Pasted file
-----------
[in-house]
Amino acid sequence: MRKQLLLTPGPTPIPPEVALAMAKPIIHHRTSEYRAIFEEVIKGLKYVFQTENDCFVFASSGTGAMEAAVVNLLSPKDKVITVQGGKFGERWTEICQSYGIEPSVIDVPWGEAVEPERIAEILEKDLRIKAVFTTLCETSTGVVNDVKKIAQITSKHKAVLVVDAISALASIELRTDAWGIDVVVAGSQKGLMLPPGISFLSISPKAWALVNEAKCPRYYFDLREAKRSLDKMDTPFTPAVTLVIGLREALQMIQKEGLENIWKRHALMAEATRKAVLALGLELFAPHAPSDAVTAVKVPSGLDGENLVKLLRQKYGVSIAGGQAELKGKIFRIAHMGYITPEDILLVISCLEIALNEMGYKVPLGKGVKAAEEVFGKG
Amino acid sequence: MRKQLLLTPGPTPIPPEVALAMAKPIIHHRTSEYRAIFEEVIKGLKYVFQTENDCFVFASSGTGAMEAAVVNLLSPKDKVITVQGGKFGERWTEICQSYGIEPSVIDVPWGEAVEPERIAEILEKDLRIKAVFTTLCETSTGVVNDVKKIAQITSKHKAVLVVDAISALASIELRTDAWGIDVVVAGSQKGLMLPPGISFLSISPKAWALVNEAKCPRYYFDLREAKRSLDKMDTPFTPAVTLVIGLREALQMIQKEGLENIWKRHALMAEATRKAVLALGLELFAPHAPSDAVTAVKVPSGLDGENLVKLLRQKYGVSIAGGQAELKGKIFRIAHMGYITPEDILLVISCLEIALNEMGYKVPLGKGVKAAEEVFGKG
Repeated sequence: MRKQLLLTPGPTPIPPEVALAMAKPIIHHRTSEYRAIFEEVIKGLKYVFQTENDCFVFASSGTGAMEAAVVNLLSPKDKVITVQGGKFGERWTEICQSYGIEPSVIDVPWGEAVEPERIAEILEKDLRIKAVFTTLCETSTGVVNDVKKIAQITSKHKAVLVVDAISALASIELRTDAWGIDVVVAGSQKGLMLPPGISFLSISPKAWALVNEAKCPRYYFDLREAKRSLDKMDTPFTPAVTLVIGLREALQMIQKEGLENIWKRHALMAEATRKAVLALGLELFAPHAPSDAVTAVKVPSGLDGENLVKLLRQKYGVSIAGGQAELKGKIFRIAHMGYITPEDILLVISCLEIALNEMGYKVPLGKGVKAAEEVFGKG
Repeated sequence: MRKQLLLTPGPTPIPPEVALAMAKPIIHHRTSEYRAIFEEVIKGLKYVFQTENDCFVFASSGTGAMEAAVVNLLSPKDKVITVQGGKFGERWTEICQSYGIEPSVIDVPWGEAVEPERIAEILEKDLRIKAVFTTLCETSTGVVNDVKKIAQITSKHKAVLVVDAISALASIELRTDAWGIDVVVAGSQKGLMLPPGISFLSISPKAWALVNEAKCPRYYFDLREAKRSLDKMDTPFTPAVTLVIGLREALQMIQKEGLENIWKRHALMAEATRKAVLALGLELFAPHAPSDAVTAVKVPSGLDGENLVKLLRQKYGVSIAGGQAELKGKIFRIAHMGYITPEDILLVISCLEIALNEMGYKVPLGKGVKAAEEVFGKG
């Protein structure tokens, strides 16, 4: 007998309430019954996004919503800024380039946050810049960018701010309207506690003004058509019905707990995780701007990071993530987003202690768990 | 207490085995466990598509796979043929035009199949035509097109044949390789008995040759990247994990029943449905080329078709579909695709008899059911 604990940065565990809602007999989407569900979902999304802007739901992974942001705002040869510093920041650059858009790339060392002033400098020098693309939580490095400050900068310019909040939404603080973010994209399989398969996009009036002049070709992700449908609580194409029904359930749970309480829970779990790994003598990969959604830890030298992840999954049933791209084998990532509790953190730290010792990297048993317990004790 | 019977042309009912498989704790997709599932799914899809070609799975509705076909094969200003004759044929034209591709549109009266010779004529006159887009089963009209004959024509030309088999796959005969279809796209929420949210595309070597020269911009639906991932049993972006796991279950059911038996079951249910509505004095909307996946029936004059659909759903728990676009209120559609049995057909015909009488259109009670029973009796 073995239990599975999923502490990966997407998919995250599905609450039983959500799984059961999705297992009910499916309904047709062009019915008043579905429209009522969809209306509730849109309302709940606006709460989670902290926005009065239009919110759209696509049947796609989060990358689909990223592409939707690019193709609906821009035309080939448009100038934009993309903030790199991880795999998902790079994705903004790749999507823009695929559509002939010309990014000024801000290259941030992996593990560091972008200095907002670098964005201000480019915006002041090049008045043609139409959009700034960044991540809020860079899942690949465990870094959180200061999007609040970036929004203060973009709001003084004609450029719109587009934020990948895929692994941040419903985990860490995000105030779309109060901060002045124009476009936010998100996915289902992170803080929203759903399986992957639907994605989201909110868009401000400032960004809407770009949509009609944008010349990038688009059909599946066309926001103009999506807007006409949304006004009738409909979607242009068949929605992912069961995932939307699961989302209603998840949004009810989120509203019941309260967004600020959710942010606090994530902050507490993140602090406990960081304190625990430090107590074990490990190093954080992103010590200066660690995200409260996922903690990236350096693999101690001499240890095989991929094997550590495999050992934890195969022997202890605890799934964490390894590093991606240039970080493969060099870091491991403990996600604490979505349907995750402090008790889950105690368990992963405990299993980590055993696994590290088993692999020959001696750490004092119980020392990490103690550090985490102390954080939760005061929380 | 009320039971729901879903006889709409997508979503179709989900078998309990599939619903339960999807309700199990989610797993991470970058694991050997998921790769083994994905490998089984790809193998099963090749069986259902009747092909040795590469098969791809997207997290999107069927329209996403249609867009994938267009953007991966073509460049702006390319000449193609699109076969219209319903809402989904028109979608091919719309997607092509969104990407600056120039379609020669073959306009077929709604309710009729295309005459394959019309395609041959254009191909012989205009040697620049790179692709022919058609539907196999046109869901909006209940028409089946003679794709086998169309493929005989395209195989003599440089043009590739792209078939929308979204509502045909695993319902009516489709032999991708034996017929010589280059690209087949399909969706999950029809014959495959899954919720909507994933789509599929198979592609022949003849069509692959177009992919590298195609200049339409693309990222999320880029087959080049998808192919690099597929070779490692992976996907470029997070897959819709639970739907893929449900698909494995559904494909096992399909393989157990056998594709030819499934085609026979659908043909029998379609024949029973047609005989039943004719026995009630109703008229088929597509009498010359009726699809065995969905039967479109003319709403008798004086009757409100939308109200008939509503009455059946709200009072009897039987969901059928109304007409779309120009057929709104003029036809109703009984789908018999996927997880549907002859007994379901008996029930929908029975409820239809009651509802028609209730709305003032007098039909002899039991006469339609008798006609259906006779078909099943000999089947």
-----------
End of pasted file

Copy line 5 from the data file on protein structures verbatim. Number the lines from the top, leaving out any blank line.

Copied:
Repeated sequence: MRKQLLLTPGPTPIPPEVALAMAKPIIHHRTSEYRAIFEEVIKGLKYVFQTENDCFVFASSGTGAMEAAVVNLLSPKDKVITVQGGKFGERWTEICQSYGIEPSVIDVPWGEAVEPERIAEILEKDLRIKAVFTTLCETSTGVVNDVKKIAQITSKHKAVLVVDAISALASIELRTDAWGIDVVVAGSQKGLMLPPGISFLSISPKAWALVNEAKCPRYYFDLREAKRSLDKMDTPFTPAVTLVIGLREALQMIQKEGLENIWKRHALMAEATRKAVLALGLELFAPHAPSDAVTAVKVPSGLDGENLVKLLRQKYGVSIAGGQAELKGKIFRIAHMGYITPEDILLVISCLEIALNEMGYKVPLGKGVKAAEEVFGKG